The United States national fire record has historically been one of the worst in the western world. Fire departments respond to an average of 2 million fire calls each year. This fire problem, on a per capita basis, is one of the worst in the industrial world. Thousands of Americans die each year, tens of thousands of people are injured, and property losses reach billions of dollars. There are huge indirect costs of fire as well like temporary lodging, loss of business, medical expenses, and psychological damage, loss of pets and others. The frequency and severity of fire in the U.
S. do not result from a lack of knowledge of the causes, means of prevention, or methods of suppression. The nation has a fire problem because the concerned authorities have failed to apply and fund known loss reduction strategies (Diamantes, 2004, p. 1). Fires over past 100 years The great Iroquois Theatre fire occurred in 30th Dec, 1903. The show was packed with 1,900 people and small children sitting on their parent’s lap. Shortly into the second act of the play, a hot arc lamp set the gauze on fire and within seconds, adjacent scenery and rigging caught on fire.
The stage fireman tried to pull the burning scenery down by hand but was not successful because without a pike, he could not reach high enough. He pointed his kilfyre up at the blaze and fired but the powers didn’t reach the fire. The asbestos curtain separating scenes got stuck halfway down. The lights went out and the people headed for the exit doors only to find that most doors opened inwards. Most people died of suffocation and stampede resulting from the fire (Ramroth and Ramroth, 2007, p. 59).
The two most deadly fires which, occurred in America within last 100 years are the Lakeview Elementary school fire in Collinwood, Ohio, on 4th March 1908 and another at Cleveland school fire, South Caroline in 1923. The two events had several elements in common. Both involved failures to use fire resistive materials in application where building codes already required them. Both fires spread at unbelievable speed from basement to second floor up combustible staircases and walls lacking firestops.
Both catastrophe involved significant loss of life from the lack of fire protection exits opening outward and most gruesome of all, both horrors occurred in full view of the community, including a crowd of parents who could see their children dying, yet unable to do anything to save them (Maines, 2005, p. 123). The New York City’s Triangle shirtwaist factory fire of 1911, is justifiably famous for its gruesome circumstances, number of causality, and callous attitude of the proprietors. The source of the fire was a wooden waste bin for cotton scraps, and though not certain, the source of ignition is thought to be an unextinguished cigarette.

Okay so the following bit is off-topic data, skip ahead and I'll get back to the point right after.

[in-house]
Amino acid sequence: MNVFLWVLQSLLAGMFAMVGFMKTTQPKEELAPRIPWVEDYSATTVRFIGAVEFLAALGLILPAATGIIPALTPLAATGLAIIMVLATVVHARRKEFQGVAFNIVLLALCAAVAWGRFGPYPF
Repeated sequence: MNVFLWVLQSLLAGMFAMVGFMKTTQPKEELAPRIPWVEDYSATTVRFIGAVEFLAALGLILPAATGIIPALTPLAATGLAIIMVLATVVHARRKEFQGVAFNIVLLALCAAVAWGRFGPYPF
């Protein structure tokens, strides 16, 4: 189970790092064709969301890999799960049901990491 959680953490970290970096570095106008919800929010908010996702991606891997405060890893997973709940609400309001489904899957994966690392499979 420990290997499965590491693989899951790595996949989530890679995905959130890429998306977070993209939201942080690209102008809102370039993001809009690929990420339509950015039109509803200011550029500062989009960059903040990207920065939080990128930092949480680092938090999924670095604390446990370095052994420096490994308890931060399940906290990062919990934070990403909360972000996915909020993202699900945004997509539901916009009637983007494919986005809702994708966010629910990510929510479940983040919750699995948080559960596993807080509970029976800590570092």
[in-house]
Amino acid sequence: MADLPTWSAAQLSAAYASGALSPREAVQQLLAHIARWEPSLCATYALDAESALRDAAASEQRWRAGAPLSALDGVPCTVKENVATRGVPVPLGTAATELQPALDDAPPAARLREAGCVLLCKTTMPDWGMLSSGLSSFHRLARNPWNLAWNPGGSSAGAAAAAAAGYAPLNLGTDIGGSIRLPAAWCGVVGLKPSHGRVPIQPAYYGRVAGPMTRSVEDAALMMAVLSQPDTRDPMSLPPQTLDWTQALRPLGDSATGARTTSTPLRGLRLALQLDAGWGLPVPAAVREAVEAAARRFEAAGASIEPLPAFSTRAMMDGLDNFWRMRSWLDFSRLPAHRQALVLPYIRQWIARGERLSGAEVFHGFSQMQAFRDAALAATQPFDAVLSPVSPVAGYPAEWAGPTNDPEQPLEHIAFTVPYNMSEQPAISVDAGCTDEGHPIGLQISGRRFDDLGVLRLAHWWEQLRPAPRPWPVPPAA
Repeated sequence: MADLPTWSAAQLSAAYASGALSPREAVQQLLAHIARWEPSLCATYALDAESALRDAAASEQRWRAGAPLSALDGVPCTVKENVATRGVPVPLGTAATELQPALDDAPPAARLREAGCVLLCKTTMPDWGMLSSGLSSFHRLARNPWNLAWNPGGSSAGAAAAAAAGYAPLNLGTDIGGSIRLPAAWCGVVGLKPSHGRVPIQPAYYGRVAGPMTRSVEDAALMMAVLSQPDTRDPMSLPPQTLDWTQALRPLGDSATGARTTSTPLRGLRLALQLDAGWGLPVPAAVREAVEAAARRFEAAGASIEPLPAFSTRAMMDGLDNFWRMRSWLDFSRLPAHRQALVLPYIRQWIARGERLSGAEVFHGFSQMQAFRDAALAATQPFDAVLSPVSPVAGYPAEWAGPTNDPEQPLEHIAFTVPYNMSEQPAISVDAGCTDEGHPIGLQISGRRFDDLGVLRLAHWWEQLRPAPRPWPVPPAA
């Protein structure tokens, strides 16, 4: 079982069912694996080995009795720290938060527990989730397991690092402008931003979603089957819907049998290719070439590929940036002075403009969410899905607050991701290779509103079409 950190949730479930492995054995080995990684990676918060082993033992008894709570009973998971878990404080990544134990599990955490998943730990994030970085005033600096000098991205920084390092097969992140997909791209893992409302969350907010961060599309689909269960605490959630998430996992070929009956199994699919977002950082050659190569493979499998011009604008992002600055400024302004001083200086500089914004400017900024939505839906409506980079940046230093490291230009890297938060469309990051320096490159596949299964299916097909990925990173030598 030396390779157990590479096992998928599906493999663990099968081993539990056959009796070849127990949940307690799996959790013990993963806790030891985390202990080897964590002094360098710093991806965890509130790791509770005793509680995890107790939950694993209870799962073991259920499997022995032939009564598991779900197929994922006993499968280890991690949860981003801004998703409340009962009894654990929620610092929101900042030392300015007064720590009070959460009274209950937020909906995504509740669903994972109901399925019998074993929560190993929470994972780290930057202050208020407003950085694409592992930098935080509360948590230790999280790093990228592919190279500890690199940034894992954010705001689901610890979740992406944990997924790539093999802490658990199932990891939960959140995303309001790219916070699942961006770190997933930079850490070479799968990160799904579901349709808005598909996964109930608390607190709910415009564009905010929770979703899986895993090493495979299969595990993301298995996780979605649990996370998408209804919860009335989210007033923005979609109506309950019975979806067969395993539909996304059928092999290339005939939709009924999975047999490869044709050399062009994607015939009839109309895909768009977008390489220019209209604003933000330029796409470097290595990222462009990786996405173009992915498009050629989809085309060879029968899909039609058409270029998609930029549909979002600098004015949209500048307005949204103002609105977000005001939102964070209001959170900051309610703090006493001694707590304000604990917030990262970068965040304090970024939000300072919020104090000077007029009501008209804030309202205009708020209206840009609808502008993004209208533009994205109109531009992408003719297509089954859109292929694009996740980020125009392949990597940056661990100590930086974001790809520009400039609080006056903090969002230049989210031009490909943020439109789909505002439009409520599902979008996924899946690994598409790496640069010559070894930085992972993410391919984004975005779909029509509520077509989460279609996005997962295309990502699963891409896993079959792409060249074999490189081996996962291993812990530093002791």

Cotton fabric has a flame spread ratio of 1,600 to 2,500, which means it spreads flame nine to thirteen times faster than a pitch pine board. The triangles floors were more than 9,000 square feet each, with no fire divisions, under twelve foot ceilings ventilated with airshafts. When the cut out papers on the eighth floor caught fire, within minutes the fire raged through to the tenth floor and before alarm could be buzzed, fire engulfed the ninth floor and trapped the workers in a stairwell that was blazing, a door that was locked and a fire escape that had fallen from the outer wall, sending two dozen persons to their death.
About fifty of the victims died on the pavement after jumping from windows, nineteen by throwing themselves on top of descending elevator car, and rest inside, from asphyxiation, burns and trampling by their desperate co-workers. Like many other disasters, the triangle fire unfolded in a relatively short time but had an impact that was to alter public perceptions for a century (Maines, 2005, p. 120). Catastrophic fires such as the coconut grove nightclub fire in 28th Nov, 1942 have caused hundreds of deaths at a time, many of them from carbon monoxide poisoning.
The fire consumed only a single building but claimed the lives of 490 people and injured hundreds more. The cause of the fire that struck the tightly packed nightclub on a busy Saturday night was never clearly established but within minutes of ignition in a basement lounge, the flame raced upward into ground floor foyer and dining area. Apart from killing with smoke and flame, the blaze gassed victims with toxic fumes from the vaporized upholstery (Foote, 2003, p. 184).
The 1990 fire at the Happy Land Social Club at Bronx, New York, claimed 87 victims, including a large number of non-burn deaths and the 2003 fire at the station night club in West Warwick, Rhode Island killed 98 people. Another notable toxic gas disaster involving a fire occurred at the Cleveland Clinic, Cleveland, Ohio in 1929, where a fire in the radiology department resulted in 125 deaths. (Goldfrank et al. , 2002, p. 23). The Buffalo creek fire in 1996 and the enormous Hayman fire of 2002, both were caused by human error and were frightening examples of what may happen in the future.